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I have been reflecting a lot this past week and a half on light and darkness.

Light is one of the primordial, archetypal elements of this universe. Scientifically, it is unique, strange even, the one part of our known cosmos that behaves as both particle and wave, not only illuminating our world but also reaching through untold distances to give us a sense of the immensity of the space in which we exist.

It is also the fruit of the first command of God in Genesis (“Let there be light”), the first manifestation of the Logos or Word of God in creation. John identifies this Logos, the second person of the Trinity, as this same light God spoke into existence in Genesis when he says, “In [the Word] was life, and the life was the light of men. The light shines in the darkness, and the darkness has not overcome it,” (John 1:4-5). Darkness stands as a negative reality, nothing in itself but an absence. Darkness doesn’t exist; it is simply a lack of light.

These first few weeks of school have been full of light and dark. The light of a new school year with all the sense of possibility it brings: the possibility of new friends and new experiences, new challenges and new achievements, new schedules and new opportunities to be a new kind of person.

The light of community and celebration, days full of red carpets and All-School Masses and assemblies and games to start off our year.

And then the darkness that swept quickly across our hearts as we learned of the loss of Izzy Ford, the absence of our sister bringing that cold ache that lingers when a light that had warmed us is gone.

I have thought about this quite a bit lately, not only following the loss of Izzy and the devastation felt by so many of our teens, but also following the passing of an SJA alum, Binyam “Benny” Gurmu, brother of senior Liya Gurmu and a former student of mine. The death of two young people, different in their age and stage of life, in their personalities and pursuits, yet united as members of our St. James family and in their love of others, invites us to reflect on these deeper things.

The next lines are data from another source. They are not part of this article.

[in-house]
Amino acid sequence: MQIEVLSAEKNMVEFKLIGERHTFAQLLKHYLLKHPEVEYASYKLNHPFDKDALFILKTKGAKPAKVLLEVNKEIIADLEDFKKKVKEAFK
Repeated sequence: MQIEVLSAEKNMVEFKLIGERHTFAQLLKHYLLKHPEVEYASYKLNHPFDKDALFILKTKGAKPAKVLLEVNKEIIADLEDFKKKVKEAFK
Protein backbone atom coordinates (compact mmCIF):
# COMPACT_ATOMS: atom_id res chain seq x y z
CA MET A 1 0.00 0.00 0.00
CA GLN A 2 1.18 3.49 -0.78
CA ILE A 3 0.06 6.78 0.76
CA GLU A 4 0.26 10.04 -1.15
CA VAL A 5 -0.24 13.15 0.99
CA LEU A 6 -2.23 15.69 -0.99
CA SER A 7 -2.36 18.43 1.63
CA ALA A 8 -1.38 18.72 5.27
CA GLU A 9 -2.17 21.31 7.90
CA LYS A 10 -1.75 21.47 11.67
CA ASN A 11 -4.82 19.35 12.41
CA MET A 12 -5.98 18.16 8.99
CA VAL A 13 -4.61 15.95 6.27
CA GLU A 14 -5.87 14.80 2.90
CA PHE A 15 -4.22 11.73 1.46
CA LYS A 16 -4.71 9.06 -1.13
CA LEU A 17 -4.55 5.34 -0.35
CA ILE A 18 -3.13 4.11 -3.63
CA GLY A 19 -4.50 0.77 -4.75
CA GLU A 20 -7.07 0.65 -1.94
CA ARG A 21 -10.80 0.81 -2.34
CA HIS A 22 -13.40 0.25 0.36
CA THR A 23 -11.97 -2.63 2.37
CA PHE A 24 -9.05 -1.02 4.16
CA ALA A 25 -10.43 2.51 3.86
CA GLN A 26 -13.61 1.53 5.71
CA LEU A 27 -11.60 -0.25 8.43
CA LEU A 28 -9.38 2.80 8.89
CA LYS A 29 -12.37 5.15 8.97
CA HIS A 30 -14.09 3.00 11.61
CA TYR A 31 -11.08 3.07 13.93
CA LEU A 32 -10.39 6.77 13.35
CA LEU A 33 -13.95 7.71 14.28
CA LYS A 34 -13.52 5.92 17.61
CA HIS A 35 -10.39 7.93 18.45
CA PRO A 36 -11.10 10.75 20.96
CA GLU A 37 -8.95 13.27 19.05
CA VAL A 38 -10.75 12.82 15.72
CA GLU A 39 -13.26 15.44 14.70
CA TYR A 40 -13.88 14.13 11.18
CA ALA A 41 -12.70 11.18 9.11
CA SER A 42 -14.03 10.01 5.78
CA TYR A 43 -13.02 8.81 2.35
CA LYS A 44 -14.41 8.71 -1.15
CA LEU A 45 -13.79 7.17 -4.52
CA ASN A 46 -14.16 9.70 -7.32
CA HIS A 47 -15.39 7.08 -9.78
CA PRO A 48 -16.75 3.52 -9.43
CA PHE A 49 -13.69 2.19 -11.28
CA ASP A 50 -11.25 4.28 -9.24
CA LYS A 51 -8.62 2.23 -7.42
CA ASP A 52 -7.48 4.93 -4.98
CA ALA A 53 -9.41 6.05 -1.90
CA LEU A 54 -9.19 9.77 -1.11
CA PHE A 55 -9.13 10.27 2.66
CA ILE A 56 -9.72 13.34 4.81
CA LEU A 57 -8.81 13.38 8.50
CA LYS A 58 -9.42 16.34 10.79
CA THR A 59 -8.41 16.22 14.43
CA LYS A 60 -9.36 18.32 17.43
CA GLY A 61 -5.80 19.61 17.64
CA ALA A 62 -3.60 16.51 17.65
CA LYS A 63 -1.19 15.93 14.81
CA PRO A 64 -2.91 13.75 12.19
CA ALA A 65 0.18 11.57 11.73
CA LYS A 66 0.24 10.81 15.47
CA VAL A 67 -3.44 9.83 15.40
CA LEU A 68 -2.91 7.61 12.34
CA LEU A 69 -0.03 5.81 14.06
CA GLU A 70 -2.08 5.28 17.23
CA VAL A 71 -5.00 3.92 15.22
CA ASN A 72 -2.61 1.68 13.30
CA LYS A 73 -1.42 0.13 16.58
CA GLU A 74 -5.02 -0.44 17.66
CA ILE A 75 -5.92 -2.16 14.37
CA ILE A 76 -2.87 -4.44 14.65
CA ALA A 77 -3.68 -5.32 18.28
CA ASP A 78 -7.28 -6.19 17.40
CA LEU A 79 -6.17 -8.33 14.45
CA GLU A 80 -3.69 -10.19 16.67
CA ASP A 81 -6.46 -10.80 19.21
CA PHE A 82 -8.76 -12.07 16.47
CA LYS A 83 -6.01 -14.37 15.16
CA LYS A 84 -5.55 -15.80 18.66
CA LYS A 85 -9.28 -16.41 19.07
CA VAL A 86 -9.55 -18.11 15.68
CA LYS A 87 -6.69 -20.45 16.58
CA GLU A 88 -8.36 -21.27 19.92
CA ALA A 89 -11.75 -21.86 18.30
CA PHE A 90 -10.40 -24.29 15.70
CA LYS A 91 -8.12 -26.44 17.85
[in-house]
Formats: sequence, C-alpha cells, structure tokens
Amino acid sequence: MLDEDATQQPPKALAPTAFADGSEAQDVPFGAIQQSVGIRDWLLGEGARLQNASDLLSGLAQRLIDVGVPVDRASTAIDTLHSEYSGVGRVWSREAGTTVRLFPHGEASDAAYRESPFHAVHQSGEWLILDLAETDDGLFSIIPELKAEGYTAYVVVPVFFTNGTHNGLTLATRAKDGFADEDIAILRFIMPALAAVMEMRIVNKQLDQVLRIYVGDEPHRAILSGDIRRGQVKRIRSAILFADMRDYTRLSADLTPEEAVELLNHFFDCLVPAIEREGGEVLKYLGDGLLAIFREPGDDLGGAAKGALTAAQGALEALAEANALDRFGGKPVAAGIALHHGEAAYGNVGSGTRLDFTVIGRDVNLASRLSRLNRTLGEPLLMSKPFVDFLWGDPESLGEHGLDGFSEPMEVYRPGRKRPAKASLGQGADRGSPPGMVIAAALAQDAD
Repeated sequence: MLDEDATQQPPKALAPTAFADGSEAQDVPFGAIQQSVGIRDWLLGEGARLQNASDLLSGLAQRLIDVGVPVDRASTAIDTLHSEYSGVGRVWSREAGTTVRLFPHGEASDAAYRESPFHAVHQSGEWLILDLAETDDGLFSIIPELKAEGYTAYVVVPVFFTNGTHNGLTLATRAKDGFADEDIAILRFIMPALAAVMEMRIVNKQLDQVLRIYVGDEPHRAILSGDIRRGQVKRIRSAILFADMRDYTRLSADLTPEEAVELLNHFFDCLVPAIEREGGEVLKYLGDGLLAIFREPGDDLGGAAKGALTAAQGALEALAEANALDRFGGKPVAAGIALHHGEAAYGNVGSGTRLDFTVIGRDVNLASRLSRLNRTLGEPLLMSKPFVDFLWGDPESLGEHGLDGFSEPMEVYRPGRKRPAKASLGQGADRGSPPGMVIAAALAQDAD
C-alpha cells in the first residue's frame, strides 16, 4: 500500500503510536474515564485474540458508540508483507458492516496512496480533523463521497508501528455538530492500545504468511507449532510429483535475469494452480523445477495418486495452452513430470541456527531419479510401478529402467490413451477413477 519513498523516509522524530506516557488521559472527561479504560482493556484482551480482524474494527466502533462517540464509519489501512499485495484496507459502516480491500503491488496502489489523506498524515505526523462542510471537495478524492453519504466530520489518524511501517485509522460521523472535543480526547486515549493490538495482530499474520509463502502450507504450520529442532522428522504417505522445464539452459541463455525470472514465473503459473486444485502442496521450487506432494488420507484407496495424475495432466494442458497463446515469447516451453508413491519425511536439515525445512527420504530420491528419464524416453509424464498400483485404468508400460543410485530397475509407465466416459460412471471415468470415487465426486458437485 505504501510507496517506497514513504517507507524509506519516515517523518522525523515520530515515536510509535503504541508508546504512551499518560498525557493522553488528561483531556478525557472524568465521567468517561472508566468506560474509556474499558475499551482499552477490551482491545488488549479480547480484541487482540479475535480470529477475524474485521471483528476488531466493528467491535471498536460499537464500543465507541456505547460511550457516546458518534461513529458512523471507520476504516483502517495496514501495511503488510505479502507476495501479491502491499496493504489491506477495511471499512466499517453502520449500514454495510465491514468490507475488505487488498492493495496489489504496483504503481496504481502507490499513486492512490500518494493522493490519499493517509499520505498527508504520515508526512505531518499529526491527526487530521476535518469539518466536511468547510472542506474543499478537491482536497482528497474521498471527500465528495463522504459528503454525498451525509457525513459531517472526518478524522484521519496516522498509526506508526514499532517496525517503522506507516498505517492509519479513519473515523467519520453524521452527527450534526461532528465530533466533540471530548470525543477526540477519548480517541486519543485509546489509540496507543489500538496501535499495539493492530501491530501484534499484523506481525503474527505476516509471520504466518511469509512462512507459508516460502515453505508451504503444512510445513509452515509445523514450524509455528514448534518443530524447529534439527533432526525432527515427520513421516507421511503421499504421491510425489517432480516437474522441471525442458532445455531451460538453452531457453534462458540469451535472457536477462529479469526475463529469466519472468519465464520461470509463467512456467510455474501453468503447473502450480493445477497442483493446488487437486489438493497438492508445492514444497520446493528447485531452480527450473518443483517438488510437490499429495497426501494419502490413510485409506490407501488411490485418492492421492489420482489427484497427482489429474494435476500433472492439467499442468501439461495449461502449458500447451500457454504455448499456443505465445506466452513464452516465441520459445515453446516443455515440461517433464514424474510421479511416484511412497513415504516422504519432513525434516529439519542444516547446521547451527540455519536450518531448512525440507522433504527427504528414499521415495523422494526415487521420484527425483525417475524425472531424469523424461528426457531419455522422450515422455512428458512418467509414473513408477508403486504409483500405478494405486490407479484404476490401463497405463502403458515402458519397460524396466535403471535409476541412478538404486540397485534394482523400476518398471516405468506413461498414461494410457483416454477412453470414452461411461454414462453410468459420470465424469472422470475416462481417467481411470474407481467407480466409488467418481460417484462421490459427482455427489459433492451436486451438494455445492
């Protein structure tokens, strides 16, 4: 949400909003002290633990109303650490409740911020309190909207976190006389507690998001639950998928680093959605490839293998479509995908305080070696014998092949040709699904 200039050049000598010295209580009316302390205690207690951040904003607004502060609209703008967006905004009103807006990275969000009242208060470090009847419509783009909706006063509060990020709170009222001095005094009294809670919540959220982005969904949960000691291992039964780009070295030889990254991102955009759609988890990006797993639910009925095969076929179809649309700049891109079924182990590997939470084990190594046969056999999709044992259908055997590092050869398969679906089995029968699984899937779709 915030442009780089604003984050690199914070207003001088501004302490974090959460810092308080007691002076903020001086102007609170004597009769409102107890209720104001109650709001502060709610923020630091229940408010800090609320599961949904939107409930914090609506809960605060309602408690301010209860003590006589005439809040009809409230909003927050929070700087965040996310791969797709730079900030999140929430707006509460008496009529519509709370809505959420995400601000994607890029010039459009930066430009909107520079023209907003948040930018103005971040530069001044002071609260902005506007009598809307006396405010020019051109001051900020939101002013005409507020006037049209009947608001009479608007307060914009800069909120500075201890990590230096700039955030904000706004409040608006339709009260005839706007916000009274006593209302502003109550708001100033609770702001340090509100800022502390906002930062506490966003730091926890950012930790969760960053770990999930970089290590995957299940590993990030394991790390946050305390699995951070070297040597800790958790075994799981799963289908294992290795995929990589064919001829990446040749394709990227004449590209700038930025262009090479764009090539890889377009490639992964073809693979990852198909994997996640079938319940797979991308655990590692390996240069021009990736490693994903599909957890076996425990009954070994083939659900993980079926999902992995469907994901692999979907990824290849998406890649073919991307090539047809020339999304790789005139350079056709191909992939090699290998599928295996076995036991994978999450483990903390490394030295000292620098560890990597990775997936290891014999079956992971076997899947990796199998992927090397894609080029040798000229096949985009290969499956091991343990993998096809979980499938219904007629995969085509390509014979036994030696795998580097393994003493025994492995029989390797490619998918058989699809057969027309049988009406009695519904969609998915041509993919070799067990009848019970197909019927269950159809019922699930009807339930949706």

While Benny was a bit quieter with a subtle sense of humor and Izzy was outgoing with something of an edge to her on the lacrosse field, what has struck me about these two was their care for the other. So many today, both young and old alike, have their eyes on their screens or themselves, only on their concerns or their fears or their accomplishments. But Izzy and Benny both had eyes for the other. Last week was filled with stories of teachers telling me about notes Izzy had written them or students sharing how she had reached out to and connected with them. While I knew Izzy some, I came to understand more fully the fun-loving yet sincere and compassionate young woman we were blessed to have here.

And in my sadness at Benny’s passing, I couldn’t help but think of some of our conversations in the English classroom nine years ago, or the way he drove up from Houston to see his sister walk into prom and again to see her inducted into NHS last spring. There was an echo in these two lives of a common compassion and determination to be there for those who need it, and this echo made the news of their passing that much sadder to hear.

Our mortality is perhaps the starkest reality we all must grapple with. This life ends. When we truly reflect on that, it forces us to ask the next question: Is there anything else?

Our faith is founded on the bold belief that there is more. We believe in a God who brought light not just into the universe, but into the darkness of the reality of death. It is easy to get mad at God when tragedy strikes. We want His light to be bold and unrelenting, a lighthouse shining on the shores to guide each of our lives, especially those of our children, past the rocky shores and swirling whirlpools that threaten us along our way.

In many ways He is that, one firm light standing out no matter how dark the night gets, ever constant, ever watchful, pointing and guiding us to the destination we want to reach.

But this fallen world is full of danger. We are never truly safe until we navigate the waters and then walk the path from the shore to our home.

And so he has also made His light small. As Pope Francis says in Lumen Fidei, “Faith is not a light that dispels all our darkness but a lamp that guides our feet in the night and suffices for the journey.” God draws near to us and allows us to hold Him. He doesn’t cast out all the darkness in this world, but He lights the next step and the one after that, as long as we hold Him out front rather than stumbling blindly into the unknown.

There are no great answers, no words of wisdom that can dull the ache of loss or make light the weight of death. But we can follow the light of our God through prayer, and we can walk with each other along the path that lies ahead to bring comfort and peace when the way seems scary or the night gets cold. This is what Benny and Izzy modeled for us; it was precisely the intensity of the light of their love that makes their absence so hard to accept.

I am grateful to each of you for your prayers and partnership over these first several weeks. Please continue praying for the repose of the souls of Izzy Ford and Benny Gurmu as well as peace and comfort for their families. Please also continue to touch base with your children and communicate with us if you have any concerns or need anyone to talk with regarding how to navigate the path ahead. Our Lord of Light will lead us, but often He leads us to each other to walk together.